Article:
To go back to your perfume ad shot by Terry Richardson, what do you think makes a really great fashion advertisement?
I think it has to make you stop. If you’re scrolling through [posts] on Instagram or you’re flipping through a fashion magazine, you have to stop and consider it for a minute. Like, Oh, what is that? Or, Ooh, I don’t like that. Or, I do like that. That’s the thing. And that was why I put the perfume bottle between the women’s breasts. I mean, how many times have you seen a man talking to a woman, not looking her in the eyes? So, put the product where people are gonna look! I’m wearing a pair of my own jeans, and right down at the crotch, there’s a liiiittle embroidered “TF” riiight at the tip of the crotch. So you want to put the logo somewhere someone’s gonna look. It’s true. Everyone looks at everyone’s crotch. Other men look, because they want to see: big? Not big? Women do it. So, put the logo there.
That’s a good point. We don’t need a logomania moment: we need one powerful logo in the most important place.
We traditionally put it on people’s butts. When you’re wearing a pair of jeans, people look at other people’s butts. Levi’s, forever, that’s where the logo was.
In that hedonistic spirit, I’m curious why your clothes make customers act and buy obsessively. People collect your T-shirts, Jay-Z raps about the power of your suits, and I ran into someone in Paris once who said he buys a new pair of your underwear every week. Is this something you try to cultivate with the design of your clothes?
I hope this person is not wearing them for a week! There are washing machines! I’m fascinated by that!
Yes, I think I am obsessive when I design. I’m very meticulous. I’ve said this before, but it’s true: when you’re excited when you’re designing something, I think that you can endow the product with that same excitement. And hopefully when people see it or they put it on or they feel it, it’s exciting. It makes them stop and they go, Wow, I want this. I’m obsessive in details and shape and cut and color. So I’m glad that your friend is buying one pair a week. Does he throw the last pair away when he puts on the new pair?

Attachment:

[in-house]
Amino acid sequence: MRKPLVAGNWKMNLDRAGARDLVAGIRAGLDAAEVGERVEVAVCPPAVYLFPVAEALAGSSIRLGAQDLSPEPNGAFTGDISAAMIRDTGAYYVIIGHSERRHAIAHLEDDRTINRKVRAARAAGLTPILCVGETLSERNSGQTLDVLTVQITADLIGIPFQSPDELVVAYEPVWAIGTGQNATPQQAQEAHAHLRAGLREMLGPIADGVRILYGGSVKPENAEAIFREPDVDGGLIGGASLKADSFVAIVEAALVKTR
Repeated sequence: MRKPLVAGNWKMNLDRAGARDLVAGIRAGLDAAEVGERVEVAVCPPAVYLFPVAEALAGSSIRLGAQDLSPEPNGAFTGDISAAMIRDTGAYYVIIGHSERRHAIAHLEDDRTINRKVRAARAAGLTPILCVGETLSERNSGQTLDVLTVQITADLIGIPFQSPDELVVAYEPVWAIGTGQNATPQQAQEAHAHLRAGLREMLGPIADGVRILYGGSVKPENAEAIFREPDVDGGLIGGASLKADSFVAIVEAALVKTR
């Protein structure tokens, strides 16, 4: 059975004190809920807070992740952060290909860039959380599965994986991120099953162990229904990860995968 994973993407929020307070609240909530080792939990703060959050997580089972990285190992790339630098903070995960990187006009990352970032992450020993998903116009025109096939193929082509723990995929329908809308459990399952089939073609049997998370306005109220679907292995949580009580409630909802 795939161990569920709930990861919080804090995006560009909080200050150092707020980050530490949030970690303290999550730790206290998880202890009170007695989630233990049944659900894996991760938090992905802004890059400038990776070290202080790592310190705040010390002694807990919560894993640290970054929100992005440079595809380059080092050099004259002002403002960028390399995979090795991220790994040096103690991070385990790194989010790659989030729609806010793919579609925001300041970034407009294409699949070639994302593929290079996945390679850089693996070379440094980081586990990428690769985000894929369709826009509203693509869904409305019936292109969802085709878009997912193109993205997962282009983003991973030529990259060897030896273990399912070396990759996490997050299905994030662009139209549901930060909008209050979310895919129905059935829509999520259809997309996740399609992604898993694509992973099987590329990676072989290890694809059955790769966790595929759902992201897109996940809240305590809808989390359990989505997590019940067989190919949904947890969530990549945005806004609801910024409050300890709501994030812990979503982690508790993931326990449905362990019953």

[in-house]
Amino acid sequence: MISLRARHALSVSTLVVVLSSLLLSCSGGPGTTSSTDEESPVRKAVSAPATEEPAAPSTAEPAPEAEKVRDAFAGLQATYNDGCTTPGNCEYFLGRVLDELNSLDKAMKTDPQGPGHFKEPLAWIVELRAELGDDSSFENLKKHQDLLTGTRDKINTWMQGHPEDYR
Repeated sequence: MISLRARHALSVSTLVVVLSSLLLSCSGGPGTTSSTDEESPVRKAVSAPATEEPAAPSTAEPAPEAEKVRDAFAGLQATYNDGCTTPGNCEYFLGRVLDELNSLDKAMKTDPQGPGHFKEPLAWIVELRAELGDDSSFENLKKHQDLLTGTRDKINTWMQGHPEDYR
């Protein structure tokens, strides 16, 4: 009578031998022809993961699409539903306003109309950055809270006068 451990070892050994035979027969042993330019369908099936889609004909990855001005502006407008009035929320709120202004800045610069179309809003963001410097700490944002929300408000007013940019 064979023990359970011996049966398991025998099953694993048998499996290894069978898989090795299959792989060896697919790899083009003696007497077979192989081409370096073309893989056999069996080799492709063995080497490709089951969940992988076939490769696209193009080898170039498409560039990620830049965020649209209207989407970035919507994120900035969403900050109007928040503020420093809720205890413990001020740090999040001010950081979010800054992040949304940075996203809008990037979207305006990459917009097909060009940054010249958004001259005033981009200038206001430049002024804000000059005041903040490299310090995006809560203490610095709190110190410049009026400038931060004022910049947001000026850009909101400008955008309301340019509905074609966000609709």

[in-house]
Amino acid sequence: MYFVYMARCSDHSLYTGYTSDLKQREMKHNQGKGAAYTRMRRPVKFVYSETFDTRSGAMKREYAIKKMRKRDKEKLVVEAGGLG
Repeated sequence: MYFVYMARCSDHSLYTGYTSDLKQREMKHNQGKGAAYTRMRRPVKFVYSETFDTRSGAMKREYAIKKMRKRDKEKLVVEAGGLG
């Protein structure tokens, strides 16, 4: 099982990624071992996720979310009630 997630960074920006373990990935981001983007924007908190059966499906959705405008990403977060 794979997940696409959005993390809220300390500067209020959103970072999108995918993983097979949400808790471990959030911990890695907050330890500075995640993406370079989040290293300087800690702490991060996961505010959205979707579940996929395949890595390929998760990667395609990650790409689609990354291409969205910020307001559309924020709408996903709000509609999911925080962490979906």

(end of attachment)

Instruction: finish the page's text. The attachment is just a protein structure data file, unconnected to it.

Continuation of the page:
It sounds really hedonist but in fact, it’s not quite hedonist enough.
Yeah, I don’t know! Buy seven at a time and do the laundry!
You’re one of the few working designers who really believes in glamour, who’s really made that central to your work, from your films to your advertisements to the clothes themselves. What does that word, “glamour,” mean to you, and why don’t you think there’s more of it in our culture?
That’s a hard question for me to answer because it isn’t glamour, it’s just the way I like things to look. And I’ve always thought that, and you know, maybe it comes from my parents, I don’t know, but when we used to travel as kids, you wore nice clothes. I wore a jacket when I was a little kid and got on a plane. When you’re out in the world, you become part of the furniture. It’s a show of respect to other people to look your best because you’re looking at a beautiful building or you’re at a museum, you’re looking at a piece of art, or a group of people. And they are part of your visual landscape. And so I love it when people take time and energy to present what they feel—whatever it is, based on what they like or dislike—is their best selves. And I guess that would be called glamour to a lot of people. I like a fairly sleek and slick look to people and interiors and buildings. So I think a lot of people might call that glamour.
I was so charmed to read about your relationship with Alessandro [Michele], and that you two are so friendly with each other. He recreated a number of pieces from your time at Gucci in his Fall 2021 collection—
I was flattered!
I think to so many people, including those who may not have even been alive when you were at Gucci, things like that red velvet tuxedo jacket are very iconic. I’m wondering why you think that those looks, and that look in particular, are so iconic.
I think it’s perhaps my age! [Laughs.] I think whenever you do something that’s very much about a particular time—which I think is the goal, is to be part of your time—and then you live long enough to see people looking back at that particular time, or having grown up with that image in their head, you’ve become part of what forms their sense of beauty. I also have to say, I love Alessandro for doing that. And yes, we are friends. In fact, I got an email from him this morning, asking if I wanted to get together. He’s coming to LA for a Gucci event. And, you know, he’s just a lovely guy. And I think he’s done a terrific job. Most of what he does is very different than what I did, although there are some of the threads there, but I think he’s done a terrific job.
I said in the book that it was hard for me to divorce myself from [Gucci]. I felt it for many years, the sadness of leaving, and it was really when Alessandro turned it around again with his own sense of style and taste that I started to feel fine about it. I like Alessandro very much, and I’m glad that those things are, to many people, iconic. I think it hopefully means that I captured that moment in time.
Do you plan to see the Gucci movie with Adam Driver and Lady Gaga?